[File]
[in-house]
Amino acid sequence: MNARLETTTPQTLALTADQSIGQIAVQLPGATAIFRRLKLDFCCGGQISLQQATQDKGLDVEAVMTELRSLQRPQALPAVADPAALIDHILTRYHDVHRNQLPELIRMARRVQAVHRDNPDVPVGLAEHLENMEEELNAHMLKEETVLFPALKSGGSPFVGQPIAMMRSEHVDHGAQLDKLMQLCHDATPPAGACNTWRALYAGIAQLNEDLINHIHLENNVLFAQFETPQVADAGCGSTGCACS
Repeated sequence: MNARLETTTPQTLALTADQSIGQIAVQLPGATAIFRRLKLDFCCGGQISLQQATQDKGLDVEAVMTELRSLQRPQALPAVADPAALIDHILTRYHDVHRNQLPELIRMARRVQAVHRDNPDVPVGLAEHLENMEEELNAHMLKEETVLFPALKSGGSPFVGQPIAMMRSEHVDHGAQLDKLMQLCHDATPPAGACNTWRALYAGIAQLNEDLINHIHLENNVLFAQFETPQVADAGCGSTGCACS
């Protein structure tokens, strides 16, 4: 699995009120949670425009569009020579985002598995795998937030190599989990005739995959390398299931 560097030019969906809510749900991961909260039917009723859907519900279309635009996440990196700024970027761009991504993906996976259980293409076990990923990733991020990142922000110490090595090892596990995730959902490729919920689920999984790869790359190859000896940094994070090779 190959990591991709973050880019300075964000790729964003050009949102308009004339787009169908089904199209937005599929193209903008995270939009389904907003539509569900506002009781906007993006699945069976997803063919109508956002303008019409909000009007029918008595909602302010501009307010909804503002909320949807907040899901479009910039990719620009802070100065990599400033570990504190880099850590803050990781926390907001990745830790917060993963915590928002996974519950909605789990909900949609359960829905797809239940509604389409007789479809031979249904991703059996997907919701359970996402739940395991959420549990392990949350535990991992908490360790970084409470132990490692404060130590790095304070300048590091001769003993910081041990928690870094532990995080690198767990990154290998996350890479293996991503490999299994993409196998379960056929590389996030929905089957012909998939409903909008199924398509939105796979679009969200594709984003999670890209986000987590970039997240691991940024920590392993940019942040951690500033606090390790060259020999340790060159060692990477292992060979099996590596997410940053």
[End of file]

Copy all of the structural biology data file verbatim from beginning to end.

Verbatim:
[in-house]
Amino acid sequence: MNARLETTTPQTLALTADQSIGQIAVQLPGATAIFRRLKLDFCCGGQISLQQATQDKGLDVEAVMTELRSLQRPQALPAVADPAALIDHILTRYHDVHRNQLPELIRMARRVQAVHRDNPDVPVGLAEHLENMEEELNAHMLKEETVLFPALKSGGSPFVGQPIAMMRSEHVDHGAQLDKLMQLCHDATPPAGACNTWRALYAGIAQLNEDLINHIHLENNVLFAQFETPQVADAGCGSTGCACS
Repeated sequence: MNARLETTTPQTLALTADQSIGQIAVQLPGATAIFRRLKLDFCCGGQISLQQATQDKGLDVEAVMTELRSLQRPQALPAVADPAALIDHILTRYHDVHRNQLPELIRMARRVQAVHRDNPDVPVGLAEHLENMEEELNAHMLKEETVLFPALKSGGSPFVGQPIAMMRSEHVDHGAQLDKLMQLCHDATPPAGACNTWRALYAGIAQLNEDLINHIHLENNVLFAQFETPQVADAGCGSTGCACS
């Protein structure tokens, strides 16, 4: 699995009120949670425009569009020579985002598995795998937030190599989990005739995959390398299931 560097030019969906809510749900991961909260039917009723859907519900279309635009996440990196700024970027761009991504993906996976259980293409076990990923990733991020990142922000110490090595090892596990995730959902490729919920689920999984790869790359190859000896940094994070090779 190959990591991709973050880019300075964000790729964003050009949102308009004339787009169908089904199209937005599929193209903008995270939009389904907003539509569900506002009781906007993006699945069976997803063919109508956002303008019409909000009007029918008595909602302010501009307010909804503002909320949807907040899901479009910039990719620009802070100065990599400033570990504190880099850590803050990781926390907001990745830790917060993963915590928002996974519950909605789990909900949609359960829905797809239940509604389409007789479809031979249904991703059996997907919701359970996402739940395991959420549990392990949350535990991992908490360790970084409470132990490692404060130590790095304070300048590091001769003993910081041990928690870094532990995080690198767990990154290998996350890479293996991503490999299994993409196998379960056929590389996030929905089957012909998939409903909008199924398509939105796979679009969200594709984003999670890209986000987590970039997240691991940024920590392993940019942040951690500033606090390790060259020999340790060159060692990477292992060979099996590596997410940053």